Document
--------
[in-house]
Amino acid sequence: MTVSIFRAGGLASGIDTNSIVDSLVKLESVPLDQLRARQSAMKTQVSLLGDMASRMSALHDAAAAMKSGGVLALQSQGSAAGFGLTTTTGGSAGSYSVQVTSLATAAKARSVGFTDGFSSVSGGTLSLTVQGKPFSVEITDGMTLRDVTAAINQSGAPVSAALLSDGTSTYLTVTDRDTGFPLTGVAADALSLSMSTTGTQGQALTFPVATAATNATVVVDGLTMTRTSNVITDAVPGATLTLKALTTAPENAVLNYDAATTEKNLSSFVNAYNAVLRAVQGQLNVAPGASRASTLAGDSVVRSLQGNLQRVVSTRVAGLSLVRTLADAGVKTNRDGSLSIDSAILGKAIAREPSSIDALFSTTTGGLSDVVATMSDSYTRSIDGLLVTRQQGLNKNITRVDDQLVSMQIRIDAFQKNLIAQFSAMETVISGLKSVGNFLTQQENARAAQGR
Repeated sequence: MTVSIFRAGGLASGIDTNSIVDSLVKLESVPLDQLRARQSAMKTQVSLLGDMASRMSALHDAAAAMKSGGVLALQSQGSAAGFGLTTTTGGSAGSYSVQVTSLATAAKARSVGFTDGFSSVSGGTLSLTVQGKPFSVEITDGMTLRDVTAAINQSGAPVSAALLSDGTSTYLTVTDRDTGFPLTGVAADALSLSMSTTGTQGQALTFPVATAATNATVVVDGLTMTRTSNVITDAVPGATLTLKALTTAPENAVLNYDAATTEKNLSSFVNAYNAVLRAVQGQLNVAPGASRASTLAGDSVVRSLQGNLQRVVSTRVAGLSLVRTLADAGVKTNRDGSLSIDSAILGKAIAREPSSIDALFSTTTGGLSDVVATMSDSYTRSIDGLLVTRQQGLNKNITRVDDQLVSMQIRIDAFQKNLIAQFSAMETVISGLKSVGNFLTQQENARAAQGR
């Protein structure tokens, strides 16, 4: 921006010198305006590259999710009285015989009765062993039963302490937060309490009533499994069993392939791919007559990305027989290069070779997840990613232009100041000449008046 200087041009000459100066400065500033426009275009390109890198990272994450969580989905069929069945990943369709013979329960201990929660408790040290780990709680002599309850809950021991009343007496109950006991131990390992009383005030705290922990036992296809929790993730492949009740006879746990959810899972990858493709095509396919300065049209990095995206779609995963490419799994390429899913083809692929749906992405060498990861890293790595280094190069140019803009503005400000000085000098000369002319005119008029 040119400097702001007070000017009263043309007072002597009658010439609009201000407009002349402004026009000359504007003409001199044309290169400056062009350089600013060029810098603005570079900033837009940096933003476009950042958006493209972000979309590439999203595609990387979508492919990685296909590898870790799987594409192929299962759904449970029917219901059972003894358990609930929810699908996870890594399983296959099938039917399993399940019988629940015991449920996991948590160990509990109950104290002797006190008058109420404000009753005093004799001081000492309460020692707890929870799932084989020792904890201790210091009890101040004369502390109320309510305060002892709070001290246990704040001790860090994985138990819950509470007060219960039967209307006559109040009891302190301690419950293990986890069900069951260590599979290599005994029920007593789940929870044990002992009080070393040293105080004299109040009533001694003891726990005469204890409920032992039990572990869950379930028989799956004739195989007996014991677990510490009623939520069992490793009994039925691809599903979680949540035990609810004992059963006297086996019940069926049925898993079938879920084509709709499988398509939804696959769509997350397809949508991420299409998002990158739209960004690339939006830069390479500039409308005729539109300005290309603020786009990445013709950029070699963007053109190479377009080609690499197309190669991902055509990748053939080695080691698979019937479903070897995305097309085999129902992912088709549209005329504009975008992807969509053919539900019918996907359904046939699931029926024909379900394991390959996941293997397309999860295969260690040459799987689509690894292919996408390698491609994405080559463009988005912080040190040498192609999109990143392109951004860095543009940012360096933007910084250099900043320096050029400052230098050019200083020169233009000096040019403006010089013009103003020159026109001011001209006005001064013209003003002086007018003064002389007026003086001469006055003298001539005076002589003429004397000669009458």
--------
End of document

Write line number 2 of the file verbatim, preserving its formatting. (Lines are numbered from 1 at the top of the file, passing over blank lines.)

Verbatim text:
Amino acid sequence: MTVSIFRAGGLASGIDTNSIVDSLVKLESVPLDQLRARQSAMKTQVSLLGDMASRMSALHDAAAAMKSGGVLALQSQGSAAGFGLTTTTGGSAGSYSVQVTSLATAAKARSVGFTDGFSSVSGGTLSLTVQGKPFSVEITDGMTLRDVTAAINQSGAPVSAALLSDGTSTYLTVTDRDTGFPLTGVAADALSLSMSTTGTQGQALTFPVATAATNATVVVDGLTMTRTSNVITDAVPGATLTLKALTTAPENAVLNYDAATTEKNLSSFVNAYNAVLRAVQGQLNVAPGASRASTLAGDSVVRSLQGNLQRVVSTRVAGLSLVRTLADAGVKTNRDGSLSIDSAILGKAIAREPSSIDALFSTTTGGLSDVVATMSDSYTRSIDGLLVTRQQGLNKNITRVDDQLVSMQIRIDAFQKNLIAQFSAMETVISGLKSVGNFLTQQENARAAQGR